How to Create a Family Mission Statement

The parenting journey parallels the popular children’s book We’re Going On a Bear Hunt. Some seasons find us slowly trudging through thick mud, stuck in weight and worry, while others swish past in the blink of an eye. No matter what—we can’t go over it, we can’t go under it, we must find the courage to go through it. So, how can we maintain an eternal perspective along the way?

Deuteronomy 6:6-9 ESV reminds us to teach God’s word “diligently to our children, to talk of it when you sit in your house, and when you walk by the way, and when you lie down, and when you rise. You shall bind [God’s commands] as a sign on your hand, and they shall be as frontlets between your eyes. You shall write them on the doorposts of your house and on your gates.”

This weighty responsibility for parents to infuse God’s commands as we seek to inform our children’s lives with truth invites an intentional response. Part of that intentionality is to write down God’s commands and place them in a prominent position in our homes and hearts. A family mission statement helps do just that!

A family mission statement can be a constant guide, lighting the unchartered territory ahead. Maybe the thought of any kind of statement feels too corporate or formal. Perhaps it feels as though a mission statement is best utilized when starting a company rather than as a guidepost for your heart. Yet, as a parent, there is nothing more important than ascribing scripture-rooted words to the who, what, and why of your home.

3 Key Areas for Your Family’s Mission Statement.


1.     WHO are you?

This first section of a mission statement defines who you are as a family by naming your core values. While we desire our family to embody all values, studies show that a company’s employees only remember a few of their company’s core values. Therefore, if we want our children to remember and live by them, choose no more than three to five core values as a foundation.

Some examples include diligence, gratitude, generosity, empathy, service, academic excellence, adventure, hospitality, or creativity. The specific values you select direct your discipleship, decisions, and discipline in the home.

To help you identify your core values, start with kingdom values in scripture. Then move to the passions, character traits, and hobbies you desire your children to possess.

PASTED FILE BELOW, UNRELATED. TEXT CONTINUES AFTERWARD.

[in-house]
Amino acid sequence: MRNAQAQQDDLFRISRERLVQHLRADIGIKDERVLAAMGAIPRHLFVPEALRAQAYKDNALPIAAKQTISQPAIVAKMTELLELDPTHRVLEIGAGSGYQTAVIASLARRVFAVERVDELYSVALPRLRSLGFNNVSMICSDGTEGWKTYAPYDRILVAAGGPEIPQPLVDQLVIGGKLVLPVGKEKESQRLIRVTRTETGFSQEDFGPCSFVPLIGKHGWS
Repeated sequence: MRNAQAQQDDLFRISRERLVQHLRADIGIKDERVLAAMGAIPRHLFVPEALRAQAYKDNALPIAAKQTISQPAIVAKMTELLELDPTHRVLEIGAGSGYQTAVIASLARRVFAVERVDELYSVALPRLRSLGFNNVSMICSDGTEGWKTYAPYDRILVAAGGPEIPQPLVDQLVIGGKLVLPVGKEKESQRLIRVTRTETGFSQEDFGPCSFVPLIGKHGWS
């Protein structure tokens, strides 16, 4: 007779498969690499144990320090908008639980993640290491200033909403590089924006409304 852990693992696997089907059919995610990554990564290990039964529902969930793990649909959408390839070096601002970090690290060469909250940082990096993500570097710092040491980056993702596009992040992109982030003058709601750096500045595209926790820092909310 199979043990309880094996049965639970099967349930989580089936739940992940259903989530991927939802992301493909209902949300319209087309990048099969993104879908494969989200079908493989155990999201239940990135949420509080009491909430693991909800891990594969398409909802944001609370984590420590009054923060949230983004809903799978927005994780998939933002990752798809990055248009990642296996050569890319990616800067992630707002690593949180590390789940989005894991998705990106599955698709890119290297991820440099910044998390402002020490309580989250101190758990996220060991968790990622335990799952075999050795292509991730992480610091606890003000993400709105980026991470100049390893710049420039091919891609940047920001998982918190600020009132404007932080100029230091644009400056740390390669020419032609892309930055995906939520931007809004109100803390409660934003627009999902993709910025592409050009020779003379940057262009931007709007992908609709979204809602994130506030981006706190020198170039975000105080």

• What kingdom values do I desire for my family first and foremost?
  • What gifts have we been given to steward?
  • What areas of interest do we want to cultivate more of as a family?


2.     WHAT is your destination?

This next section helps you decide where you are leading your children. Deuteronomy commands us to walk alongside our children, but where are we ushering them? Many times, we become hyper-focused on behavior with well-meaning character training of our kids, but we neglect to define to what end?

If, for example, we desire for our children to value hard work but fail to define that the kingdom destination is to work for God alone over man’s praise, then our children may pursue performance as a tool for earthly applause (Colossians 3:23) and our own approval.

While we do not have control over the outcome of their lives, we possess the opportunity to guide our families with wisdom along the way. So, where are we directing them?


  • What is my definition of success for them?
  • What relationship do I desire with my kids when they are grown?
  • What experiences do I wish for them to have?


3.     WHY does it matter?

For this missional commitment to remain a focal point of your parenting journey, remembering why it matters and living it out is paramount. Deuteronomy 6 reminds us that when we place something before our eyes, it holds prominence in our hearts. A family mission statement also promotes unity in your home as you allow these values, informed by scripture, to act as a steady anchor in a shifting culture. Depending on their ages, discuss these areas with your children and receive their input.

Family mission statements additionally provide a tool for discernment through a Christ-centered lens. As opportunities for commitment arise, allow these core values to function as a filter for each yes and no.


  • Does this activity allow us to cultivate the core values we have established as a family?
  • Does this time commitment align with my kingdom values?
  • Do the relationships we invest in uphold the values and aid in our desired destination?

If not, something may require adjustment.

Remember, simply because these values are written and recorded does not mean they never change. While the who doesn’t change, the what and where may shift to reflect your growth as a family. As your family evolves, children grow, and priorities clarify, an adjustment may be necessary. Allow your mission statement to fluidly represent your unique family and current season.

So, for this season, assess these three sections and form a comprehensive family mission statement by filling in these blanks as a jumping-off point.

(Who): Our family’s core values are ___________________________________.

(Where): My goal is to help steward and guide my children toward a life that _________________________________________________________________.

My desire is that they would experience _______________________________.

(Why) In the end, my prayer is that ___________________________________.

As you commit these values in writing, discuss them with your children as you walk along the way. Then allow your family mission statement to carry you forward in courageous confidence, knowing God is leading you over, under, and through it all by the light of His presence, love, and grace.

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